Written languages have generally been optimized for the most meaningful elements of speech, so sometimes strange workarounds are required to capture certain subtleties: e.g. capital letters for YELLING, alternating capitalization for “thE spEaKer is VEry StUpid,” ellipses for a stilted-last-gasps sort of speech (“tell… them… the… killer… was…”), or the HTML-inspired “/s” for “please interpret the former sentence sarcastically.”
Unfortunately, although the workarounds above are generally sufficient for human languages, they fail for non-human sounds: for example, a dog barking or a bird chirping.
You are watching: How to write dog barking sounds
If we want to write down bird songs or distinguish between different dog barks, our vocabulary is limited to various stereotyped sounds (e.g. “bark,” “woof,” “yip,” “growl”), as shown in Figure 1.
These words have very little relationship to the actual sounds that the animals are making, however!
So if we want to write down exactly a very specific dog bark, we are out of luck.
Out of luck until now, that is! What we need is a special dog-bark alphabet (Figure 2) that can capture both the range of dog sounds and their pitch.
In this case, the new alphabet works as follows:
It is a fully-featured alphabet, with each sound corresponding to one of the perhaps few-hundred basic dog vocalizations. As an upper bound, it’s probably reasonable to assume that we will need no more than 250 letters.The vertical position of the letters will indicate higher or lower pitch, just like musical notes on a staff.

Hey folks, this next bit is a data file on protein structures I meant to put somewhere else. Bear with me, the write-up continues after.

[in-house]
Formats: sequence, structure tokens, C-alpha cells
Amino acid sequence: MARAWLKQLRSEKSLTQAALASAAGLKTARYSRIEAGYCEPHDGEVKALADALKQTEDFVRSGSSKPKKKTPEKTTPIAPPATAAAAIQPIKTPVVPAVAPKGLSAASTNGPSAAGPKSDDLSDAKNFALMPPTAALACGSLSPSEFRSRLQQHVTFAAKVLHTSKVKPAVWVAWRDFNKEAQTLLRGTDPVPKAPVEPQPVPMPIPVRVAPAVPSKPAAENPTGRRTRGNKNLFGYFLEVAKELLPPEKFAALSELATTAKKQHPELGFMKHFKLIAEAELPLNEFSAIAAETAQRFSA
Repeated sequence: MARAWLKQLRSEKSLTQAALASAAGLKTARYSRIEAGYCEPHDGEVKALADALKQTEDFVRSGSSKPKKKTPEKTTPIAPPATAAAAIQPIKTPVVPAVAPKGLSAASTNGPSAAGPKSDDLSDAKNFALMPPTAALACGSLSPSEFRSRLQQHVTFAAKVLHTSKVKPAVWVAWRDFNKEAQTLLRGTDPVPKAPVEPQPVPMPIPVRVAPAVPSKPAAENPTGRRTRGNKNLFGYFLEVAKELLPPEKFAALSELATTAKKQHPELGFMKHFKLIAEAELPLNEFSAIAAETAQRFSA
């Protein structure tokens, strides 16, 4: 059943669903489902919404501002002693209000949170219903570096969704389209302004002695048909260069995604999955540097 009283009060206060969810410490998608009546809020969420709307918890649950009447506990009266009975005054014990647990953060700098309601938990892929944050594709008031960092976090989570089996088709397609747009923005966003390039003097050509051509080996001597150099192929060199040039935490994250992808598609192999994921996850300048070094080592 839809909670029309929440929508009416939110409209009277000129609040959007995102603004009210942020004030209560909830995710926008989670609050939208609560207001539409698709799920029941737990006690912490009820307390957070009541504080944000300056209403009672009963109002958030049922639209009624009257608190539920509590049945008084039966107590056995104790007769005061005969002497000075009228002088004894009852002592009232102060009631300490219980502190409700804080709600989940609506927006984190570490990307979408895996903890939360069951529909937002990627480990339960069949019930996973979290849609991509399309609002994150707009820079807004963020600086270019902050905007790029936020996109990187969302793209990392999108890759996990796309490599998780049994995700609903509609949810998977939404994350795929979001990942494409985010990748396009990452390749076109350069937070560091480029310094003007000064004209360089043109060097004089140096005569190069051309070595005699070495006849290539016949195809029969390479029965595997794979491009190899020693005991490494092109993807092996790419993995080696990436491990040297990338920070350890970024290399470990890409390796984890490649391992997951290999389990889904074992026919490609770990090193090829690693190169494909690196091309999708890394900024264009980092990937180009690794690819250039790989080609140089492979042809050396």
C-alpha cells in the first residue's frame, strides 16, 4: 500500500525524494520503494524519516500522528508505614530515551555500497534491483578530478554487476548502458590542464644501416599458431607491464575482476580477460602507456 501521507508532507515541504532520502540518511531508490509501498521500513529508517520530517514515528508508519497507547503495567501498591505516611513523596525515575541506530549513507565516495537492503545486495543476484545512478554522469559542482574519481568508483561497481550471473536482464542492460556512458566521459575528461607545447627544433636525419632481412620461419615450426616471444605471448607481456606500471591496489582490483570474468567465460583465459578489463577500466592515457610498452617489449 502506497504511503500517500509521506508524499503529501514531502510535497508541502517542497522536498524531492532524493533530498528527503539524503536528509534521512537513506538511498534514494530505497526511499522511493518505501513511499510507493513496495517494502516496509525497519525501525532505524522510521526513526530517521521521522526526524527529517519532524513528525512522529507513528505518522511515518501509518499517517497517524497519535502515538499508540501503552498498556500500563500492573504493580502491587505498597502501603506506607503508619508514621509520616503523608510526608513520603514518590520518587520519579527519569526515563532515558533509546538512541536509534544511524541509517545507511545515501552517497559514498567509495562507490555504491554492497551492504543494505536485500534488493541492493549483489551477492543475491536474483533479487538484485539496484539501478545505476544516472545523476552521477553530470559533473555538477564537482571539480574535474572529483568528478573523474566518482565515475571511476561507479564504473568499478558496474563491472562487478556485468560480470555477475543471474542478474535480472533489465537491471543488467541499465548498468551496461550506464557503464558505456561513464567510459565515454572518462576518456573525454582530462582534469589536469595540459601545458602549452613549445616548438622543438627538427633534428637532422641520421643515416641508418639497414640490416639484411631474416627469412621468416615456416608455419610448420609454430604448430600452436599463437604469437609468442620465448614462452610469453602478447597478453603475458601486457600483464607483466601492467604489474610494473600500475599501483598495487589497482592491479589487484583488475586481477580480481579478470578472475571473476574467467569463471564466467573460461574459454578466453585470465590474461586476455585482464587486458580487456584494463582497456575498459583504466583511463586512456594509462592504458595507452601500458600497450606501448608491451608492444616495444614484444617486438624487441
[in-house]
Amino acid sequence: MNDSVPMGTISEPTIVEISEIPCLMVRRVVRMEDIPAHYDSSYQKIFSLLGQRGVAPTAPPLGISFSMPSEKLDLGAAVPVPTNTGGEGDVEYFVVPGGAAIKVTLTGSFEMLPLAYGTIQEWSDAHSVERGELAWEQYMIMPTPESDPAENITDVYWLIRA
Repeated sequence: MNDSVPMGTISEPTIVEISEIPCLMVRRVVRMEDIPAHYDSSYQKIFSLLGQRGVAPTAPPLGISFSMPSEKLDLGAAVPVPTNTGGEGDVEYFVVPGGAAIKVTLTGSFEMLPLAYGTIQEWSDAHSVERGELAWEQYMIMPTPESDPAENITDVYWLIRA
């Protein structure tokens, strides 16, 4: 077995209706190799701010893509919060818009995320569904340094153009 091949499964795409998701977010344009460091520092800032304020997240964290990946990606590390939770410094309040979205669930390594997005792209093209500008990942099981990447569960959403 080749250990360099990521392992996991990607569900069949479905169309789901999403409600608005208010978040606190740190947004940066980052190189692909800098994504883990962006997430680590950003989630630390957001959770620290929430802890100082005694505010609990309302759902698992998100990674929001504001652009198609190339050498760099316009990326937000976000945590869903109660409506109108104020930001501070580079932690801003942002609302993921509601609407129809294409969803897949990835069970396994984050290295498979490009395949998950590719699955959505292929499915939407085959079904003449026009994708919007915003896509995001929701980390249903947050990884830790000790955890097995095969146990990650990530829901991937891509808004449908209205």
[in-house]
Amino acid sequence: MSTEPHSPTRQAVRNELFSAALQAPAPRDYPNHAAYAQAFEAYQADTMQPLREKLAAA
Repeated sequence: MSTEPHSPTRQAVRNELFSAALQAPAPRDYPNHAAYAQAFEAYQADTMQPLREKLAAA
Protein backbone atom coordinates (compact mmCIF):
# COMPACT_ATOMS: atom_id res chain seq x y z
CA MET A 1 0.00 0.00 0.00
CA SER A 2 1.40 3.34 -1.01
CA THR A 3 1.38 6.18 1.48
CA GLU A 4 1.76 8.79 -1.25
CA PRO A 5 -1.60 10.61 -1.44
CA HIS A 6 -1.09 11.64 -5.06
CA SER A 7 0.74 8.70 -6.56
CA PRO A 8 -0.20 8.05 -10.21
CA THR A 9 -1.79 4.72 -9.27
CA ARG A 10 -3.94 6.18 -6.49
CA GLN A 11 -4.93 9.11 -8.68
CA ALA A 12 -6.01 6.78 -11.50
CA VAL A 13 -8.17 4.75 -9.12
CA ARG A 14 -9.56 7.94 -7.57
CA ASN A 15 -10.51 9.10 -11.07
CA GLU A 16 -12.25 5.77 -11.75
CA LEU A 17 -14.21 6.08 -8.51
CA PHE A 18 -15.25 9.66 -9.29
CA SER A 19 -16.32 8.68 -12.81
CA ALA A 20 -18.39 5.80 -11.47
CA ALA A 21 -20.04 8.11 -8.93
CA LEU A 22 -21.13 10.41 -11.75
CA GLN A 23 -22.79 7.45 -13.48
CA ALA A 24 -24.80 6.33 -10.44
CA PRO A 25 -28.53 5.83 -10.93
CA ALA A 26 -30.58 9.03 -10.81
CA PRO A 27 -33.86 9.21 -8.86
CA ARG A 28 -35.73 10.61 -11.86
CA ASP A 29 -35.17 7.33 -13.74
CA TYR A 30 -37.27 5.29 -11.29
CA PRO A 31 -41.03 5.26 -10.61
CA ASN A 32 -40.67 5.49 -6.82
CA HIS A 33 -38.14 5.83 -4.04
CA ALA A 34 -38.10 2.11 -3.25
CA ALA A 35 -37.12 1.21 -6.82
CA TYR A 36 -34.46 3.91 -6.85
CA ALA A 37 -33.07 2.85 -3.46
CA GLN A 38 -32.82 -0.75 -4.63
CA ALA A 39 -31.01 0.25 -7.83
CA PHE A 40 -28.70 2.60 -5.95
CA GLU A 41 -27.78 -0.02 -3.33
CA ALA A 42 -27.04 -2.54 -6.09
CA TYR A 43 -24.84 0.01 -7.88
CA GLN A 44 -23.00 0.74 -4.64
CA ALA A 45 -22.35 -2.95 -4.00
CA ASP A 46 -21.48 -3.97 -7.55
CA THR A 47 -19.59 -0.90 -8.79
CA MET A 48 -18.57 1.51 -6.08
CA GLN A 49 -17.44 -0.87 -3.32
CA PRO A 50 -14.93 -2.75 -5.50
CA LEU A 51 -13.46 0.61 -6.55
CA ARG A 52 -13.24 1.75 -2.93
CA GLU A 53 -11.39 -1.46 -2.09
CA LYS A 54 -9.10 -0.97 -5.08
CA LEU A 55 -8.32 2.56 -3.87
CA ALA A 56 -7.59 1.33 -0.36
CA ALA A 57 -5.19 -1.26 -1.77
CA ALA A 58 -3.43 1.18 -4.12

Figure 3 shows an example of a hypothesized candidate alphabet, where the dog noises from Figure 1 have been converted into a new sound-and-pitch-based alphabet.Fig. 3: This poorly-documented alphabet nevertheless conveys the basic idea that 1) vertical position is pitch and 2) that dog noises are drawn from a fixed set of symbols (e.g. the “Ѱ”-like character being used for the start of a growl).
Once this is successful, it will open up new jobs for linguists in creating bird alphabets, cat alphabets, and whale alphabets.
This expanded-alphabet idea can also be applied for humans, allowing us to represent common sounds that still have no adequate textual approximation, like the sound of a sneeze or yawn.
PROS: Strategic addition of new dog-sound-related words could legitimize a few new and useful Scrabble words (possible candidate dog sounds: “RR,” “GR,” “RF”).
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CONS: Possibly would be substantially more effort to learn than just learning 10 synonyms for “bark,” which is the current status quo.